Basic Website Resiliency Patterns - Load Balancers
In this article we are going to be looking at the concept of load balancers. We’ll be discussing what they are and how you can effectively use them to improve the reliability and resiliency of your websites and REST services and decrease downtime.
Load Balancers - What Are They?
So the first thing you may be asking is, “what is a load balancer?”. We’ll to answer your question, load balancers enable us to effectively balance all incoming traffic/requests to a given website or service across multiple instances of your website or service.
An instance would be one deployed version of your website or service. So
effectively if you spun up a simple Python REST API on your personal laptop that
would be considered one
instance. If you were then to run the same REST API on
a second laptop that could be considered a second
Typically you would have one server hosting one
instance of your application.
This then begs the question, how can you route a
request to either of your
instances? This is where your load balancer would come into play.
Typically you would set up a
load balancer that would receive all of your
website or services
load balancer would then forward on these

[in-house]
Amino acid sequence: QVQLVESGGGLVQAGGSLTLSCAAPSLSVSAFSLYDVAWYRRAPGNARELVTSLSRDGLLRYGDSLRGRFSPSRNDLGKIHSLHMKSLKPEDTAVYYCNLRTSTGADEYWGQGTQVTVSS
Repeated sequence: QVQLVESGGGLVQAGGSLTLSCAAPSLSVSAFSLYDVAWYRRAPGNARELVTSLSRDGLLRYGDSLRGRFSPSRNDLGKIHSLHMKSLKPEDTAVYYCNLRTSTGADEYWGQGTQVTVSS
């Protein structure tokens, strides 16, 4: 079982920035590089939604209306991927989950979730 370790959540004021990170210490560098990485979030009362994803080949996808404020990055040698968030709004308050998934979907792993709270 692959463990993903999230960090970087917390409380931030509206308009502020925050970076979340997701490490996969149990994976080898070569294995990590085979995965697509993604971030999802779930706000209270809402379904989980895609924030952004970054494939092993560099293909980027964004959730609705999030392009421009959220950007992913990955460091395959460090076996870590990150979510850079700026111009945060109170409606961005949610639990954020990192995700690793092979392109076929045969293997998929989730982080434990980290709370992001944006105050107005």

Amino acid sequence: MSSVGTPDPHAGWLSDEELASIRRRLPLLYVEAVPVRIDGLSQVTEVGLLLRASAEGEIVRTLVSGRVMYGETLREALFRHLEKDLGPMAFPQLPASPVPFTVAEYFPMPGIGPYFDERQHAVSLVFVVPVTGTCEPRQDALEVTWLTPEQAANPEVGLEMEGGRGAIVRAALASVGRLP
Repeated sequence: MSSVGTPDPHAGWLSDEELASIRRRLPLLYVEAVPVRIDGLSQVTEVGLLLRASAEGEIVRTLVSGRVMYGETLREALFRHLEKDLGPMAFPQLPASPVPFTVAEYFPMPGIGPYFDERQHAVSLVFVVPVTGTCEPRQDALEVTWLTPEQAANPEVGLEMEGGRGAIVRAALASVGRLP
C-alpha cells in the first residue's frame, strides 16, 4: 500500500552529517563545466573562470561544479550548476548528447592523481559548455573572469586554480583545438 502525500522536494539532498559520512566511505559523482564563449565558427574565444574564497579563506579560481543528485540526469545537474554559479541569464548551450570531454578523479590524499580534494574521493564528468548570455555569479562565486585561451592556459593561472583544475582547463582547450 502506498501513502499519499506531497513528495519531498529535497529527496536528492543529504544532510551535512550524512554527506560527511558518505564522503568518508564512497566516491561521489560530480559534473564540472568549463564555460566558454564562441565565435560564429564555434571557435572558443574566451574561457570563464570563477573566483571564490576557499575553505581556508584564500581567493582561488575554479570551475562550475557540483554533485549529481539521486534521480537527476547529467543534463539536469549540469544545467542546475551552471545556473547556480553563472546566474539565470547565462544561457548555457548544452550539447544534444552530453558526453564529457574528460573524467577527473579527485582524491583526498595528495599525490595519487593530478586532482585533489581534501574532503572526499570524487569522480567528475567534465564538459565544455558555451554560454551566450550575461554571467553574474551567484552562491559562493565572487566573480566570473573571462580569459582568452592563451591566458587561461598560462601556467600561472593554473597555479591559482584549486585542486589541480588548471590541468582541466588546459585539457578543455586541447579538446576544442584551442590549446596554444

requests to any of your deployed
Why Do We Need Them?
Imagine you were running a website, much like this one, on a single server in one region. If that region was to be hit by a natural disaster or your server was to go offline for any reason, your website would be taken out and you would be left frantically trying to re-deploy your website on a new server to prevent any more loss of traffic.
Load balancer we can mitigate this scenario by having our website
deployed across multiple servers in multiple regions. This means that when one
of our servers goes down for some reason, our site will still be running on
Implementing a Load Balancer
When it comes to fronting your application or service with a
load balancer I
would tend to recommend looking at services such as AWS'
Elastic Load Balancer or
potentially Cloudflare’s offering:
Load Balancing. Really this just
depends on what platform you are hosting your website and or services on so I
can’t recommend one be all and end all solution.
Different Flavours of Load Balancer
When it comes to
load balancers we have a number a of different options to
choose from, the three most popular ones are:
- Round-Robin : The simplest load balancer option. This spreads all requests evenly over all instances of your website or service.
- Geographic Based : This option chooses the closest geographical instance of your website to serve the request from. This means that any Americans could be served by an American based instance of your application. Any European requests would be served by any European based servers.
- Network based : This option is designed to serve in situations where network latency is highly critical. Typically this serves your incredibly high performance applications.
I hope this tutorial helps to highlight one of the most basic strategies you can
leverage if you want to improve your website or services resiliency. In the next
tutorial in this series we will be covering the different deployment strategies
that using a
Load Balancer enables us to do.
If you found this tutorial useful then please let me know in the comments section below!